The Tulu girls are generally known to be more gutsy than Tulu boys, who are always mama’s boys, calling their Moms 8 times a day to update them about their days, ending up taking care of their Dad’s Udupi hotels and passing them on to their sons, making tonnes of money in the process. Tulu women are generally very pretty and look not a day older than 35 even when they are well beyond 50, and Tulu boys end up getting a bald head and a slight paunch by the time they turn 30, though I am told that times are changing these days, thankfully for the Tulu girls.

None of us, Tulu girls have heard the Gayatri Mantra being recited out loud in our houses, and we have not touched or cleaned the God’s pedestal till now, we are not allowed to, but that doesn’t mean we are discriminated. That is for the boys to do during their Gayatri recitations and Sandhya Vandanams, that’s all. Oh, and yes, we do Bhootaradhane and consider the Kolas a huge celebration.

And yes, we all speak one language more than the rest of you non-Tulu speaking folks. Telling people that Tulu is your mother tongue but you cannot speak it is frowned upon. There are so few of us that most of us do not want to not know our mother tongue. Forget passing it on to the next generation, we are doubtful if folks from our own generation will find enough people to speak Tulu with.

No, we are not proud of Aishwarya Rai, but we do mention that Prakash Raj is one of ours. So is Shilpa Shetty. And we are all particularly proud of Sunil Shetty, and more such folks.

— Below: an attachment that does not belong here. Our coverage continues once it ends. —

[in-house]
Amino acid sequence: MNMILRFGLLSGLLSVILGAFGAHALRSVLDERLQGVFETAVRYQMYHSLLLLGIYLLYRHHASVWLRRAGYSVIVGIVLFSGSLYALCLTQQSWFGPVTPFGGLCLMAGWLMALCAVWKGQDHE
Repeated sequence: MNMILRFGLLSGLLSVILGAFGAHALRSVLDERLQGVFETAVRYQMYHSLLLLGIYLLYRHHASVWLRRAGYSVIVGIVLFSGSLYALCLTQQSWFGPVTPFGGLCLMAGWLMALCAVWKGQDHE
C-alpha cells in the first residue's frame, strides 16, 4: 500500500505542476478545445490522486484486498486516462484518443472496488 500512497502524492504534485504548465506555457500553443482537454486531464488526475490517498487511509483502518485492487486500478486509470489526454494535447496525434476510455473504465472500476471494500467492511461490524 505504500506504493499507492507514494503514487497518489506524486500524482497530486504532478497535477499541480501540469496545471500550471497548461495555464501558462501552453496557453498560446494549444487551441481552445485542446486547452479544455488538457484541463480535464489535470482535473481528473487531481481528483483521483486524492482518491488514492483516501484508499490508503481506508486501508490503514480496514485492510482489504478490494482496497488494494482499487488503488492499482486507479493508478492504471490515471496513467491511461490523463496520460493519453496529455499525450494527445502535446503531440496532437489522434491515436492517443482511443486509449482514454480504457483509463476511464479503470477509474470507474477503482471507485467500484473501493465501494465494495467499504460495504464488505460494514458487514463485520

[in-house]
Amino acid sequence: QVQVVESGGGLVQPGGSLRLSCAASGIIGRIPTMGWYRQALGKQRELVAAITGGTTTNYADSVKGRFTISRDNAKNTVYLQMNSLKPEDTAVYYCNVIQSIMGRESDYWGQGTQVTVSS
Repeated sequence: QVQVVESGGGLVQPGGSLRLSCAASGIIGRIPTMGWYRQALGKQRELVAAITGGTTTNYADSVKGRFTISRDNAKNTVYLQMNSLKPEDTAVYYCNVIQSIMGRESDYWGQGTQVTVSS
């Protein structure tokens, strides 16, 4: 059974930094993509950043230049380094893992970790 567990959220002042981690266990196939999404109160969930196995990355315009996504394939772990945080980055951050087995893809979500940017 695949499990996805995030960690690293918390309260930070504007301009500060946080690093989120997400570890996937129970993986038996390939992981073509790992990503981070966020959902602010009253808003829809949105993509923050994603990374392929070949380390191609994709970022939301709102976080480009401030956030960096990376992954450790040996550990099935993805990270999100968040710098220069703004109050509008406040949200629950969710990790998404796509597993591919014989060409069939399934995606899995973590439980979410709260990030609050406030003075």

You see, my culture is rich. As rich as any of the other cultures in India. Just that, there are so few of us, and so scattered that we are not as famous as the other communities for our idiosyncrasies or general behaviours.

Just because some of us do not live in or near our native place , and are not married to Shivallis, and do not have carry our Shivalli surnames in our names anymore , that does not make us any less of a Mangalorean.

Our hearts still yearn for Tulu, coconut oil and to yell ‘Ninno Pinkan’ (and be understood) out loudly to anyone who might irritate us…

9 comments:

  1. I am so used to my culture being the norm in my world that it is hard to even comprehend how hard it must be to be so isolated from your language and culture in your own country! Here is what I can relate to: the difficultly in finding the illusive masala dosa! I love them, but it's very hard to find restaurants here that serve them. I would love to eat them for breakfast daily!

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  2. ~Beth, if you love masala dosa so much, I can tell you the easiest ways to make them at home yourself. :)